9/4/2012 2:19 PM
By Jon Ritchings, Jr.
Note: read Part 1 of Jon’s post by clicking here.
The second thing that helps me at the hospital is to find things to do. Anything that takes your mind off the monotony of sitting in a hospital bed staring at the ceiling is going to help you get out of the hospital sooner. I'm not talking about watching TV, either. Most hospitals provide a personal TV with a few crappy cable networks but really, it's like a token way for them to occupy your time.
- The first thing I do is find something prior to surgery that looks interesting to me. You may not be able to garden, build a backyard shed or groom your dog properly while in the hospital, but most provide Wi-Fi and you can certainly bring your laptop and read about or teach yourself how to do those thing while you are there.
- Find something you enjoying doing that you will be able to do while in the hospital. If you like to knit, bring some yarn and needles to make scarves for the kids. If you do scrapbooking, bring some supplies. The nurses will be more than happy to get you comfortable with a small table and a comfy chair so you can spend time doing those things. After all, if you’re working on a project they are free to help out more troubled patients and I guarantee when you do need them they will be there faster and ready to do more for you. I have started playing the ukulele and brought that, along with my laptop, to teach myself some new songs. I found that my neighbors and the nurses love listening to me play and if you get a request and play it for them, the next day you’re like a king.
- Stay in contact with the outside world. People lead busy lives and are often uncomfortable seeing friends in the hospital, so for many, they don't get a lot of visitors. That doesn't mean you can't chat with them, especially if you have your laptop with you. You can get the news, send emails, live chat or keep up with social networks if you’re like me. I've found that many of the people I know who are not able to get here to visit me personally are concerned with how I am holding up. By shooting them a quick message (I try to keep it light) telling them how you are, what they've done or what the next step is, that you get back a lot of love and support. It's not the same as a hug and a “feel better,” but it is still good to know they care and that leads back to attitude.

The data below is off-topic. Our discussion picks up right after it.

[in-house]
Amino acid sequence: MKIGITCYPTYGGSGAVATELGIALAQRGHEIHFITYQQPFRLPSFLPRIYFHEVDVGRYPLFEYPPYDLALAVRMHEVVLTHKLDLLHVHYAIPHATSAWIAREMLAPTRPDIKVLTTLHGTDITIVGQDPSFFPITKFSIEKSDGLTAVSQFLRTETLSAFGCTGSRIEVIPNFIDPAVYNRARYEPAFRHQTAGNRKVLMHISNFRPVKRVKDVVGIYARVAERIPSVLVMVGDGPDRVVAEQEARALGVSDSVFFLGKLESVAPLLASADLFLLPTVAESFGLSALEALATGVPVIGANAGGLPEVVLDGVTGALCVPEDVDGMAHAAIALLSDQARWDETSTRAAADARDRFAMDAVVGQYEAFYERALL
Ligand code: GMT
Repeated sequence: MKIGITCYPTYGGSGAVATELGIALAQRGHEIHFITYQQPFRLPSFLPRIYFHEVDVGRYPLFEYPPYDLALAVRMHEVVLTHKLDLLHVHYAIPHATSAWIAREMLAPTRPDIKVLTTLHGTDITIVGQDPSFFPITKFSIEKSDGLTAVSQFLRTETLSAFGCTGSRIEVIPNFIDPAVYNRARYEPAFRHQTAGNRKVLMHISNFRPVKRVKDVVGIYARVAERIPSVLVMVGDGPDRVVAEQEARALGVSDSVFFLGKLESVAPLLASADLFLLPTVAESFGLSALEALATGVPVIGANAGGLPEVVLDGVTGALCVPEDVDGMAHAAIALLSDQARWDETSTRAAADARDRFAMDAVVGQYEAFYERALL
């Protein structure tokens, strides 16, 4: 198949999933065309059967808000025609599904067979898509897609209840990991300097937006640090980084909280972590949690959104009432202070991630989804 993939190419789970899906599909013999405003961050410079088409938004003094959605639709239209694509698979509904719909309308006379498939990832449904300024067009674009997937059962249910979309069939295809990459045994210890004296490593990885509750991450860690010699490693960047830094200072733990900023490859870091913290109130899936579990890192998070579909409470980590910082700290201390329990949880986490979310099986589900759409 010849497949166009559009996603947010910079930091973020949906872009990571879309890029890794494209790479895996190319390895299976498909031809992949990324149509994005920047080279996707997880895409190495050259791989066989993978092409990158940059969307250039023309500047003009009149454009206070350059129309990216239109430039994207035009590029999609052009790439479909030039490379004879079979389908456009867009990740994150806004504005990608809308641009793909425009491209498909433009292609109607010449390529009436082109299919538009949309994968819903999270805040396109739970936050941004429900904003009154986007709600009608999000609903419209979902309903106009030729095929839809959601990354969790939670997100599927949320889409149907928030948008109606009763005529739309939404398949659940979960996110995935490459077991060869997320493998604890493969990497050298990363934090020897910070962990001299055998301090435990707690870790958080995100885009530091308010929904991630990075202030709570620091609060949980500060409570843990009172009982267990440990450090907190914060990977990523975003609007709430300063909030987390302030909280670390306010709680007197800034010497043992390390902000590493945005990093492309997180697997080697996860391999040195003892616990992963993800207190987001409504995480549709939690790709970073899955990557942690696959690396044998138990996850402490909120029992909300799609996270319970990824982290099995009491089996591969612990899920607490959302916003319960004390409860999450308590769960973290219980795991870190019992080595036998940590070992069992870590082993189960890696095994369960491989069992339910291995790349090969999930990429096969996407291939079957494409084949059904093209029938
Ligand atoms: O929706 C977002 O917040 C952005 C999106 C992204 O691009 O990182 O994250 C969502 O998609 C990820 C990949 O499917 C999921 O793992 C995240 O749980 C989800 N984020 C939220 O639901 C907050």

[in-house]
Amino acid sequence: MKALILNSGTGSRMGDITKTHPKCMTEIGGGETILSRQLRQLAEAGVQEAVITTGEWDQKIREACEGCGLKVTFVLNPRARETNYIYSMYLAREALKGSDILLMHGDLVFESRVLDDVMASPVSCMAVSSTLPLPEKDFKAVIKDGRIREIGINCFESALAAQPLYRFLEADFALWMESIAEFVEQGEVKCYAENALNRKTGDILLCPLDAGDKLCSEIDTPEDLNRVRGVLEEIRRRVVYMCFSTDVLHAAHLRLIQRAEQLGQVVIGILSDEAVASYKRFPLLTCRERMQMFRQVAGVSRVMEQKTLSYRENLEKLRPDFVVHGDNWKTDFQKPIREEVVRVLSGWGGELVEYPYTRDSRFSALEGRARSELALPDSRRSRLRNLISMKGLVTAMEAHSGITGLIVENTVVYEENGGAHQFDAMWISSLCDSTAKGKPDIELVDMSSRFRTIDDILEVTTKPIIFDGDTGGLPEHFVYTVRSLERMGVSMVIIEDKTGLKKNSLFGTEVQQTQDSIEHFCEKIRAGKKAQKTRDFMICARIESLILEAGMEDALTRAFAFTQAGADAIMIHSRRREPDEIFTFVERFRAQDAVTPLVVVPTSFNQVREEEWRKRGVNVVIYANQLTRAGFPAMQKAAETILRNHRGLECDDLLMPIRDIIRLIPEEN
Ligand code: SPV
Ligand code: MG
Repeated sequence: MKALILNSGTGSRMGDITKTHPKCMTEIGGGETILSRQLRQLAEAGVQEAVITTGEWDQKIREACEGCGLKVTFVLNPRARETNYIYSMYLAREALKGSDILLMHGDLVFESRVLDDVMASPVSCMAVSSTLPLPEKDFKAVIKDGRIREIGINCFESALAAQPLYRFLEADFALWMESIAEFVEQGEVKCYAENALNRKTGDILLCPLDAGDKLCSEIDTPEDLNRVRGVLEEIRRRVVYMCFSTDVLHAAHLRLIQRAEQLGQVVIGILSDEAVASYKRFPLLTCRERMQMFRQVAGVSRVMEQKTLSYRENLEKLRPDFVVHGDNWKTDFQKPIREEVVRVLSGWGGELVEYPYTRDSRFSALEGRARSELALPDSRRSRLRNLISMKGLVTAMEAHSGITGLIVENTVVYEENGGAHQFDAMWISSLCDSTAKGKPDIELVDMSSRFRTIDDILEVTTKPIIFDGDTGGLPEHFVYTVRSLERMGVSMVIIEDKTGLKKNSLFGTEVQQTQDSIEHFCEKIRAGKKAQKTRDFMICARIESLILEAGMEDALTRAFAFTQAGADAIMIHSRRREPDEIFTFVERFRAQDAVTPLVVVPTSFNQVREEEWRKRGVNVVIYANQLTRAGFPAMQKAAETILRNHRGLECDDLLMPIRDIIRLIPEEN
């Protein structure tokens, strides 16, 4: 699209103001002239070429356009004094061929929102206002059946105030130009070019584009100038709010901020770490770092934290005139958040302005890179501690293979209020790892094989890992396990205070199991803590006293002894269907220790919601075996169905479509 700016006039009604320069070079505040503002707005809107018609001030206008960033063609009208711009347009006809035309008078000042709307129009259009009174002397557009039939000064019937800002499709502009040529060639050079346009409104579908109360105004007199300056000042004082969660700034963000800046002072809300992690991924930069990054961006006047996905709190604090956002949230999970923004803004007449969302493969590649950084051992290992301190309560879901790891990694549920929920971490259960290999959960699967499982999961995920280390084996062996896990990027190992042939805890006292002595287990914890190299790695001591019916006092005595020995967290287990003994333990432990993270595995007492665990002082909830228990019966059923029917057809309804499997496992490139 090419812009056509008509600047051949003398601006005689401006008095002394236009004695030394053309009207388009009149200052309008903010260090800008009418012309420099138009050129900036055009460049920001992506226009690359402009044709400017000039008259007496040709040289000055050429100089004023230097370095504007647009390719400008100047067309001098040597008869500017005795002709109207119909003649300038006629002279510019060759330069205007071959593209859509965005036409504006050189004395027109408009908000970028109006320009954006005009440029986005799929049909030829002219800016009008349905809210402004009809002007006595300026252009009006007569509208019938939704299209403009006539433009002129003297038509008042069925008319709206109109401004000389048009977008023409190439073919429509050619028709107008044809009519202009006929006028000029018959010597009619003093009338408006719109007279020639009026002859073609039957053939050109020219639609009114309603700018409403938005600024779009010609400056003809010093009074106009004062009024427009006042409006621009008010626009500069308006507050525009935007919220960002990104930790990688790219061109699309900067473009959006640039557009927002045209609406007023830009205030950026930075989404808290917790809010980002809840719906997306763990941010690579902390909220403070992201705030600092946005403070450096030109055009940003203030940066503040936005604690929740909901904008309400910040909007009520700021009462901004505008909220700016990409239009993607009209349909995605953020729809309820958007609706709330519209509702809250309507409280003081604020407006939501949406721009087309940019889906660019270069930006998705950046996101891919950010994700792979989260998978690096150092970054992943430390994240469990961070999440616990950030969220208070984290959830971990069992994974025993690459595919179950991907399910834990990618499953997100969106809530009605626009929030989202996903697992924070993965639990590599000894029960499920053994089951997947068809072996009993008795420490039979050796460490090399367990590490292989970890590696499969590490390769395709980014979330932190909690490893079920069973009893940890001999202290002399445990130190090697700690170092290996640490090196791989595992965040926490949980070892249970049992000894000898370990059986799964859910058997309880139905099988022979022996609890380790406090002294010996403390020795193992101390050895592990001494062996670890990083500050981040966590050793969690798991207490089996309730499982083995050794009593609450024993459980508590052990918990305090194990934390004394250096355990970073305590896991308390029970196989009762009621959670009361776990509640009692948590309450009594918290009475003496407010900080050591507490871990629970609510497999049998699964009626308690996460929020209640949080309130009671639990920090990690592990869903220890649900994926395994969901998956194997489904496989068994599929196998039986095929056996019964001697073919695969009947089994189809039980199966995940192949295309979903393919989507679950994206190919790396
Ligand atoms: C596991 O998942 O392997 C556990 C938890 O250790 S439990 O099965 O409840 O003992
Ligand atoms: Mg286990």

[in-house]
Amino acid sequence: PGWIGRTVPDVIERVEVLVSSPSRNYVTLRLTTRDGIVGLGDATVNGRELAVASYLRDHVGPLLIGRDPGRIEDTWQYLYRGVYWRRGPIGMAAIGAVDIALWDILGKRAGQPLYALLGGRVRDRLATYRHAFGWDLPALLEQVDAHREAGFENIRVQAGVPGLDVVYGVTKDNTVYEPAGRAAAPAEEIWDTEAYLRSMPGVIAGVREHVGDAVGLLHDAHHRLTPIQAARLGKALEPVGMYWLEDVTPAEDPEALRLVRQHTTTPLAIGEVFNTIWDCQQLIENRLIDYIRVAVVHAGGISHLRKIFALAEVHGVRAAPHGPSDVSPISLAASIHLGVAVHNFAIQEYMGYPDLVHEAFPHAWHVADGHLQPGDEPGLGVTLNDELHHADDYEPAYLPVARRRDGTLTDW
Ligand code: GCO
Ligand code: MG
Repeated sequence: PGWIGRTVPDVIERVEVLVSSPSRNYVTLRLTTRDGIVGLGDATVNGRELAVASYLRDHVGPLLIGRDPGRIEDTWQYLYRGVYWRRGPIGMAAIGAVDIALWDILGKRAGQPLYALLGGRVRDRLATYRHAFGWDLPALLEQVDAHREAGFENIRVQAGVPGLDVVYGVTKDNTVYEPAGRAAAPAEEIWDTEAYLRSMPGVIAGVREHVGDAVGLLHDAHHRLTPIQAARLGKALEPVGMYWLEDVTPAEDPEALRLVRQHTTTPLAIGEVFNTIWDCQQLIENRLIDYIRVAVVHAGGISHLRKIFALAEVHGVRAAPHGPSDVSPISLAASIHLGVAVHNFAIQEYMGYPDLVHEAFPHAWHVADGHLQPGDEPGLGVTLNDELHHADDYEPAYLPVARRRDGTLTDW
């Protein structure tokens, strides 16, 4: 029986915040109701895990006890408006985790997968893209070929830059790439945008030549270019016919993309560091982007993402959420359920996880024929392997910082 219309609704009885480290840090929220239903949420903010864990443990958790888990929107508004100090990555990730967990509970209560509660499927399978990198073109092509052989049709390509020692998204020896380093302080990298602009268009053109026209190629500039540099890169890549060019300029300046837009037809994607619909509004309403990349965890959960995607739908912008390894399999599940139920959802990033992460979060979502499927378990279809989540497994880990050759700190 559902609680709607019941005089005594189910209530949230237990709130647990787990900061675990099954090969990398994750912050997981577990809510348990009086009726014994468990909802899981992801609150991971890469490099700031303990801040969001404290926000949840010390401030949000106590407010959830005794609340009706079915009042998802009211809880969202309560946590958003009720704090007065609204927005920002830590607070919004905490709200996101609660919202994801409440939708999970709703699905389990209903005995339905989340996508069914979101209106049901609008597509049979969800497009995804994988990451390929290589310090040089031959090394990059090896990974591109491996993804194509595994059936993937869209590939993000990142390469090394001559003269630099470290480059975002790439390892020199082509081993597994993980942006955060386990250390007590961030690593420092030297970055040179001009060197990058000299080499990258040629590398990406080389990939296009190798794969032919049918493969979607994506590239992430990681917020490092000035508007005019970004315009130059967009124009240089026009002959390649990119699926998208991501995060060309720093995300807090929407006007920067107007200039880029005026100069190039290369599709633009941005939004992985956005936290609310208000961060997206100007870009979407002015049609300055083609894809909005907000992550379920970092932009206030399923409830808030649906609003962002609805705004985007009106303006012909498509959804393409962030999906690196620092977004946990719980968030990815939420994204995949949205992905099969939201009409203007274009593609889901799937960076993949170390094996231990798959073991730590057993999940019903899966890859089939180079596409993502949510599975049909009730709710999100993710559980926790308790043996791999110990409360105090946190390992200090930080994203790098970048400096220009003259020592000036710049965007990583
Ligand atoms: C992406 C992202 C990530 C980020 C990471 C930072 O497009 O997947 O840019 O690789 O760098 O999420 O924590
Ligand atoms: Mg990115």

The only other thing I can add to this is that if you’re in an older hospital where they double people up with a roomie, do your best to get the window bed. I enjoy sitting by the window and it's not for the view. I find I generally feel better when I can sit in the sun for about 20 minutes. Remember if you’re the new guy to the room you may not get it right away, but if your attitude is good and you've endeared yourself to the staff, when the bed vacates, I find they are more likely to swap you over.
I hope this helps everyone who has to have an extended or even a short stay in the hospital. As for me, I am smiling while typing this and thinking about what a great day yesterday was with all the nurses coming down to sing “Happy Birthday” to me and bring me a cake. We had a nice little party for my 41st birthday.
Jon Ritchings, Jr., is a 40-year-old father who was born with pulmonary atresia and hypoplastic right heart syndrome. Although he has made a career in retail, he prefers to be outdoors kayaking and taking photos. Jon likes to draw inspiration from quotes and one of his current favorites is from Lao Tzu: “I have just three things to teach: simplicity, patience, compassion. These three are your greatest treasures.”
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